As a matter of fact, some analysts allege that the key reason behind Washington’s decision to dispatch US troops to Somalia in 1991 was less about safeguarding aid shipments and more about protecting Conoco’s multimillion-dollar investments there. Conoco had made “very good oil shows”, and that it was adamant to stay on though it eventually cited force majeure and the whole issue of Somali oil was suddenly put to rest.
Situated within an ‘oil window’, Somalia is certainly a prospective for gas and oil production. In other words, there is no doubt among western policymakers that there is oil in Somalia but they just do not know how much. Their assumption is backed by various studies conducted by the World Bank and the Texas-based Hunt Oil Corp. According to a 1991 World Bank study, ‘the geological parameters’ in the Puntland are “conducive to the generation, expulsion and trapping of significant amounts of oil and gas”. After its successful exploration efforts in southern Yemen in the mid 1980s, Hunt Oil too reached the same conclusion claiming that “the estimated one billion barrels of Yemeni oil reserves were part of a great underground rift, or valley, that arced into and across northern Somalia”.
Following in the footsteps of the US government, thus, Britain, China, India, Canada, and Australia have now a national security interest in exploring Somali oil. This is, among other things, due to the fact that the sub-region of Gulf is set to undergo a prolonged period of strategic uncertainty and political instability, and that involvement in the future Somali oil industry would be ‘a boon’ for the their economies.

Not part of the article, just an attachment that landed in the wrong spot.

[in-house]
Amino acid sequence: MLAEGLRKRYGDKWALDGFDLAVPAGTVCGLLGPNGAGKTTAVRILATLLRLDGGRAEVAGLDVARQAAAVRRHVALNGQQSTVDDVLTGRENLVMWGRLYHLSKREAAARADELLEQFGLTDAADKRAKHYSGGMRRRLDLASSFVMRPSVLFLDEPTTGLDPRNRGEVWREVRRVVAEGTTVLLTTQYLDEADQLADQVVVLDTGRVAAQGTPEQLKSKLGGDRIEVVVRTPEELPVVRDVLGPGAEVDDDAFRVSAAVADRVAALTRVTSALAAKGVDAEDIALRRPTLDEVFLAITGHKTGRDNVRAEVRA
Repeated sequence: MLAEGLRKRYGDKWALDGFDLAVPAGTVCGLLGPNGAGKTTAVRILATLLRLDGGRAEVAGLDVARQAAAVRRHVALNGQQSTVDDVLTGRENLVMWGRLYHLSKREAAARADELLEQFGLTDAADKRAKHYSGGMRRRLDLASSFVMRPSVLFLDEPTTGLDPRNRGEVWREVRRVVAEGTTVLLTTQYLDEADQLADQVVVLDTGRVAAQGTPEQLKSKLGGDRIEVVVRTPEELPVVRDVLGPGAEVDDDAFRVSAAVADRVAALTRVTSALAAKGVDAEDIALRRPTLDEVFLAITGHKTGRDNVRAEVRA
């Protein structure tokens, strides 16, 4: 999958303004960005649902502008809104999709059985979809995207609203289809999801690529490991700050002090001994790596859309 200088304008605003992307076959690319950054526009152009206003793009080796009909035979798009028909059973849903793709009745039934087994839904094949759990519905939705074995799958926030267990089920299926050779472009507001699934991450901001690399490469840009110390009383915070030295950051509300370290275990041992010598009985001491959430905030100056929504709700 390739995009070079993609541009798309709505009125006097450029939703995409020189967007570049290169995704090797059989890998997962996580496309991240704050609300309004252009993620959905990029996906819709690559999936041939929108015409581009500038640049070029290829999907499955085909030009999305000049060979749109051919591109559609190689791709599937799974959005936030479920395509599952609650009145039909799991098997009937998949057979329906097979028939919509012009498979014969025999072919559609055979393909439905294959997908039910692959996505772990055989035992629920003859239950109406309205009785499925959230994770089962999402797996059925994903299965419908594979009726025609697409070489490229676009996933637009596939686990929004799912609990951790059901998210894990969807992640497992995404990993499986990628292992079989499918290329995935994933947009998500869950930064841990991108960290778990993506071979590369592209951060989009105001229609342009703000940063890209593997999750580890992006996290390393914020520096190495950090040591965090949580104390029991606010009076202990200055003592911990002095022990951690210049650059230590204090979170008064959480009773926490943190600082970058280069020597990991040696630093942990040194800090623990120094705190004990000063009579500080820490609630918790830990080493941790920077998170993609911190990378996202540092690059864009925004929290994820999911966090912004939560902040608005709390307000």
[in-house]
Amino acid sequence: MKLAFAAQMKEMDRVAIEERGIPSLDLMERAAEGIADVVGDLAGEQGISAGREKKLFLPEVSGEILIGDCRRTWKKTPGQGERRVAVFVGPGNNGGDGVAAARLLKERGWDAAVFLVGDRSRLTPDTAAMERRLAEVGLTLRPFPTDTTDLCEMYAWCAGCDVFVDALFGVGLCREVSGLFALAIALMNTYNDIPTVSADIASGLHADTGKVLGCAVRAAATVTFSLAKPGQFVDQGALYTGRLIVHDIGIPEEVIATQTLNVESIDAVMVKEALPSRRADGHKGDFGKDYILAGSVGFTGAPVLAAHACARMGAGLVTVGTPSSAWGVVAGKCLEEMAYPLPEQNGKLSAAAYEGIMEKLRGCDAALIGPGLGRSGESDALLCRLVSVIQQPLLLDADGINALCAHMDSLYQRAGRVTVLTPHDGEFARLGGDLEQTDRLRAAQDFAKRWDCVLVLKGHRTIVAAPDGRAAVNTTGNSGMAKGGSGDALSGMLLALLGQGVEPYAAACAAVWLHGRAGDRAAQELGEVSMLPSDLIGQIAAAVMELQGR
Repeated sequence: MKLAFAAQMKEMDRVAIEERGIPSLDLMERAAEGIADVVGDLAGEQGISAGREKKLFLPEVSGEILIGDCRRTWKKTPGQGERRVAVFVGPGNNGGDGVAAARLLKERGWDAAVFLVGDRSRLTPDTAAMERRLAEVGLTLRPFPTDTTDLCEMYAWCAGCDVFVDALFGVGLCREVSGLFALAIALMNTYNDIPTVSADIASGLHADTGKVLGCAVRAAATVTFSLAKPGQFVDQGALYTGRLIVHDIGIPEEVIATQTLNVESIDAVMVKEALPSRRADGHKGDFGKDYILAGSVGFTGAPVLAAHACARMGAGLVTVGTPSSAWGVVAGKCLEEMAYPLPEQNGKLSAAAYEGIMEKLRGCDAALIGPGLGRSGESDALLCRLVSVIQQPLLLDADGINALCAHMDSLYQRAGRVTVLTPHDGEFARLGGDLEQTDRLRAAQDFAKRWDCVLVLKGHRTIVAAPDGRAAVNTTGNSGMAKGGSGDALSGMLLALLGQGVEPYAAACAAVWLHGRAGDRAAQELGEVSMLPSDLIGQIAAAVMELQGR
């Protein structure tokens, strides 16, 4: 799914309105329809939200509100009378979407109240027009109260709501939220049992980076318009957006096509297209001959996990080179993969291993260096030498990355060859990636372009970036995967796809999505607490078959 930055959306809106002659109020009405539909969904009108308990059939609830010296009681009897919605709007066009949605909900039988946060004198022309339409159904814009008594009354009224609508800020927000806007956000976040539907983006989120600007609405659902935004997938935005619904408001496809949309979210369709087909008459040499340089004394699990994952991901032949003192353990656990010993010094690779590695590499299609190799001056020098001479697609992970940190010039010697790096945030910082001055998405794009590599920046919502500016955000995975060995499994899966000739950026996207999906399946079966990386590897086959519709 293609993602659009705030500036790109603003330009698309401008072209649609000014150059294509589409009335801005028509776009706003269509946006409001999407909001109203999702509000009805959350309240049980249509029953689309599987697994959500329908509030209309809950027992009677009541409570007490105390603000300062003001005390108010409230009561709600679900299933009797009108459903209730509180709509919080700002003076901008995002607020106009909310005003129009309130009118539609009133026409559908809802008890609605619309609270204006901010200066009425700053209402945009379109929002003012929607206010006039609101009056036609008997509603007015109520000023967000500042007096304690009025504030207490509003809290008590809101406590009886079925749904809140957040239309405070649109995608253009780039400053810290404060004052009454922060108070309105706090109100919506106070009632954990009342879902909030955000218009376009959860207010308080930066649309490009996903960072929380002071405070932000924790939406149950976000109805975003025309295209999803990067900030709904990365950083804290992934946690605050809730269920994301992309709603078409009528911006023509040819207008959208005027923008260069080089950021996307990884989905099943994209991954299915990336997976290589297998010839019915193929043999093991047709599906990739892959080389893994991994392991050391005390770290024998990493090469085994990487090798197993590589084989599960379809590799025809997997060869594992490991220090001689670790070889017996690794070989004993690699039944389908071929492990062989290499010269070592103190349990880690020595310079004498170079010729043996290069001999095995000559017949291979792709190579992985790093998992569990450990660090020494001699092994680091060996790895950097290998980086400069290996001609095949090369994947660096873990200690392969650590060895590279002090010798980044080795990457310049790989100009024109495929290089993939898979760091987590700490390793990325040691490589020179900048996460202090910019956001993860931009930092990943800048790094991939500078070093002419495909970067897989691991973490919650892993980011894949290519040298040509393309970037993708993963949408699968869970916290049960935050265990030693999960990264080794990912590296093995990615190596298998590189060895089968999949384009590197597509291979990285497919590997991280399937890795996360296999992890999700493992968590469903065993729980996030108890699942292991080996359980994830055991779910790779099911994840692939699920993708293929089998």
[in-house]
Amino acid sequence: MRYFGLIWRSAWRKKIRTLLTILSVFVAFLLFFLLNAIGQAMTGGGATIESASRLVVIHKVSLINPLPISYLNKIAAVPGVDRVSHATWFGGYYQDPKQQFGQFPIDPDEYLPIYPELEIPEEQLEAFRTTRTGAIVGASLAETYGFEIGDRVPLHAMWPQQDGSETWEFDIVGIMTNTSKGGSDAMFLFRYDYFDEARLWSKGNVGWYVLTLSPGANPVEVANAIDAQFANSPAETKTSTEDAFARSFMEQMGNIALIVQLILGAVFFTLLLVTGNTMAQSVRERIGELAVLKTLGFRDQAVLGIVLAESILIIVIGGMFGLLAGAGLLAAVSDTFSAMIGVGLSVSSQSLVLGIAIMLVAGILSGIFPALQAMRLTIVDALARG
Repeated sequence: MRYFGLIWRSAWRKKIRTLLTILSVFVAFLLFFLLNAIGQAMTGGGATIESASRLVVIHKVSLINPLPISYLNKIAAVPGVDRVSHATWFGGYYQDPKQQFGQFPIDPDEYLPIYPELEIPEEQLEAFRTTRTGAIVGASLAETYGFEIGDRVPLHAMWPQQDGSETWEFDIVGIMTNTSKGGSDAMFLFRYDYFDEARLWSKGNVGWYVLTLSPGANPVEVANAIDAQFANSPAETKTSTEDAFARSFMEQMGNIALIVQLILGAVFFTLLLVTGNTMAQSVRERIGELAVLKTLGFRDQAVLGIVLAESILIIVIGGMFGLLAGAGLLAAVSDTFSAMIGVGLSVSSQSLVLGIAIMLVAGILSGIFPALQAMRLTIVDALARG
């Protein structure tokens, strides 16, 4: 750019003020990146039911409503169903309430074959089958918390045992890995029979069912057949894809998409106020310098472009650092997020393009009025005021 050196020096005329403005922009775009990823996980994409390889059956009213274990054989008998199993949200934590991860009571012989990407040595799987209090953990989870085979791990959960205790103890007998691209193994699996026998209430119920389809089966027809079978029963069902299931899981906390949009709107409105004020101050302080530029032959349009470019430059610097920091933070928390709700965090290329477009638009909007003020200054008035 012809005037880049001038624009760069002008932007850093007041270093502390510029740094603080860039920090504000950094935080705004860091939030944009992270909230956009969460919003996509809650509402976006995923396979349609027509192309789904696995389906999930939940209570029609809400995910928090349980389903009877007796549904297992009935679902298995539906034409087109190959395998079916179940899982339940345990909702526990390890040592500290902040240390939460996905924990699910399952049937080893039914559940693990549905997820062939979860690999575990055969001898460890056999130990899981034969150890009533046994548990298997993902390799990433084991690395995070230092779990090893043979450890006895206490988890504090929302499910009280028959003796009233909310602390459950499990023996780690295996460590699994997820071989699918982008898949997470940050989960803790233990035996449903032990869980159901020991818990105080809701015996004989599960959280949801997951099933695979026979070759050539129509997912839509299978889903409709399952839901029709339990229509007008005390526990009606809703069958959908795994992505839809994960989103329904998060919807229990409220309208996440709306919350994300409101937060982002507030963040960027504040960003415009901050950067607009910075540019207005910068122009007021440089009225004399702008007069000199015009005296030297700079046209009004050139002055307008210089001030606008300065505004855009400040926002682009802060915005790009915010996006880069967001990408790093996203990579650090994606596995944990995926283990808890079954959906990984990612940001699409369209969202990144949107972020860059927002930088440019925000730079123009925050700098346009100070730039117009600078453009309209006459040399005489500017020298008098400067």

To this end, Horn Petroleum Corporation, a subsidiary of Canada’s Africa Oil, began its oil exploration operations in the arid north-east of Somalia in February, drilling two wells to a depth of 3,800m for the very first time in 21 years. Chinese giant corporation, China National Offshore Oil Corporation (CNOOC), has also been granted legal permission from Somalia to drill for oil, which, in and by itself, is yet another proof of China’s desperate need for alternative energy sources other than those from the Middle East.
Similarly, India has started making approaches to get a piece of the Somalia oil. New Delhi has proposed to train the future Somalia army, increased its trade ties with Somalia, and integrated Somalia into its e-network “to prop and increase” Somalia’s IT capacity. British Petroleum, finally, is in talks with the Putland authorities to gain exploration rights and has already unveiled an initiative to support job-creation projects in the coastal regions of Somalia.